For the unlucky who aren't in the know, HD were a fast, metallic punk band with a strong political message. Obviously, the songs are a bit rougher than on the Ep but that's the point of a demo, isn't it? Not only are they rawer, but they're also slightly faster and direct which I'm sure will delight the raw-punk fanatics. Relevant comparisons would include here GBH, Legion of Parasites or English Dogs for the rocking, thrashy side (the cover does points at the metal world), a pinch of early Chaos UK and Disorder for the distorted guitars and some drumming patterns, and Varukers, early Antisect / Anti-System or even Crucifix for the aggression. The numerous great bass-lines and the raucous vocals really make the songs stand out in my opinion. I admit that a couple of lengthy and sloppy guitar solos were probably unnecessary, but well, that's also part of the charm I suppose. There is even a mid-tempo song there with female vocals, "Never-ending fear", that is strongly reminiscent of classic early anarchopunk (think the Mad Are Sane or Post-Mortem). I really enjoy this demo and a mere look at the lyrics indicates that the band wasn't too happy about the state of things. Of course, you have fairly usual songs about nuclear war, regular war, World War Two, but the song "Dead-end jobs" is more akin to what No Future/Riot City bands sang about, what with having shitty jobs and no hope of a future. Needless to say that the band would later come to be a much more politically articulate outfit, as the Ep testifies.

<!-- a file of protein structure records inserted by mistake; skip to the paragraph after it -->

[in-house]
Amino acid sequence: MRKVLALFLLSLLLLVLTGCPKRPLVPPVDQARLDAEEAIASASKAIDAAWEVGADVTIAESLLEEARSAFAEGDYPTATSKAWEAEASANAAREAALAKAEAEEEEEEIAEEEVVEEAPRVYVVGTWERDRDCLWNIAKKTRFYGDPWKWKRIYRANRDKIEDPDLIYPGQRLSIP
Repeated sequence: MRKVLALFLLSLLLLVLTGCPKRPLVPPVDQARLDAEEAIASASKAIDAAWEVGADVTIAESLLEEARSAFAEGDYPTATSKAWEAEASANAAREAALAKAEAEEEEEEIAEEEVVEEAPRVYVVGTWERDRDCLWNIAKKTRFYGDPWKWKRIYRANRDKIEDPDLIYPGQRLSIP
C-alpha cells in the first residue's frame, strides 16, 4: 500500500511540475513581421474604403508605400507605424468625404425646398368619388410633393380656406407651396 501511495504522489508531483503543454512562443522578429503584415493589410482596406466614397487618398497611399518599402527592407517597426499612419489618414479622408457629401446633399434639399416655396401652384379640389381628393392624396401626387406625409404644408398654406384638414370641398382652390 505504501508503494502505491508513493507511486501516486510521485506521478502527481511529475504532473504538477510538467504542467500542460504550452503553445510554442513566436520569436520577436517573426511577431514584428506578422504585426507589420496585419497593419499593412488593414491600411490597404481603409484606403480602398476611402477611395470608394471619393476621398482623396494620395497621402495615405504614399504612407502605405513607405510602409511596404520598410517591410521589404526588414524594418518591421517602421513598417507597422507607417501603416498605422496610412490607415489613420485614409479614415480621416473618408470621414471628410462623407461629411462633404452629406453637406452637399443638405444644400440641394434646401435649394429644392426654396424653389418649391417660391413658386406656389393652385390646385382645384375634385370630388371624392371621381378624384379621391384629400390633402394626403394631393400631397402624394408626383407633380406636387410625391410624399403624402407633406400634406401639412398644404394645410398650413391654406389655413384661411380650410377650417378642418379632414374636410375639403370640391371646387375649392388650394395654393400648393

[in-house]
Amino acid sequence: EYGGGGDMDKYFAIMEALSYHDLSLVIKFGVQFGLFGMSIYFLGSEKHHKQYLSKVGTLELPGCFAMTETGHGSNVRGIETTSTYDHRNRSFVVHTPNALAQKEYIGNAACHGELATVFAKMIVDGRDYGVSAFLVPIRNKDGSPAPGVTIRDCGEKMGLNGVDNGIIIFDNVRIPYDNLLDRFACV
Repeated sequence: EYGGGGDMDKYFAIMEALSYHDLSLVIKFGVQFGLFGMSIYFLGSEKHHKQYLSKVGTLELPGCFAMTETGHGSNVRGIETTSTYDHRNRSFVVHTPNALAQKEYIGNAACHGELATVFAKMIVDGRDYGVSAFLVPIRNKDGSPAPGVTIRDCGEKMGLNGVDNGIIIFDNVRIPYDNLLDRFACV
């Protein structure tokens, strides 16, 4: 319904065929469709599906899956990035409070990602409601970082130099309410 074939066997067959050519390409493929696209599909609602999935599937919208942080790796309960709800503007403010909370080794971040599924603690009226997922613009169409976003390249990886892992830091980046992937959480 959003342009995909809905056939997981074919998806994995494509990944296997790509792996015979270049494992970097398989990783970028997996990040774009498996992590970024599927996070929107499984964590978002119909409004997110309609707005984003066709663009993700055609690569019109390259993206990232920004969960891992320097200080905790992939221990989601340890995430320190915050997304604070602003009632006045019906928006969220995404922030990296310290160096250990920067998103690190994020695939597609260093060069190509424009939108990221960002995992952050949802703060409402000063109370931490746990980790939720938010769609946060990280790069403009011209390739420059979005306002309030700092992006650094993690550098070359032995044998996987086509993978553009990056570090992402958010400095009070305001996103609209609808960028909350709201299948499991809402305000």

The rehearsal tracks suggest the more polished sound that they band would have on the "Liberation of economics" Ep and the sound is actually pretty decent. The live set however is a chaotic affair and you can actually hear the people in the audience chatting to each other between songs (this always cracks me up). Despite the rough sound, you should be able to recognize the Discharge cover that closes the set and who doesn't like a Discharge cover as a conclusion?
Saturday, 8 September 2012
To close my American week, today we're gonna have some Resist. Now, I am sure most of you have already heard of this band from Portland, but it is unlikely you know their very first demo "United States of Apathy". And, as usual in these sorts of situations, you can count on me to solve this. I should open a hotline or something.
I guess Resist was one of the most famous and influential American anarchopunk bands of the 90's, along with Destroy, Disrupt, Antischism, Aus-Rotten and Resist and Exist. Although they were not the catchiest, nor the fastest, heaviest band around, their great and honest political lyrics, along with some heavy touring, ensure that they enter the punk-rock canon. In fact, you still see a lot of people with Resist patches in Europe so they must have done something right. There is something I have always found a bit off about Resist. Despite them not being really special music-wise, I can hum to pretty much all of their songs and it's not like I play them that often either.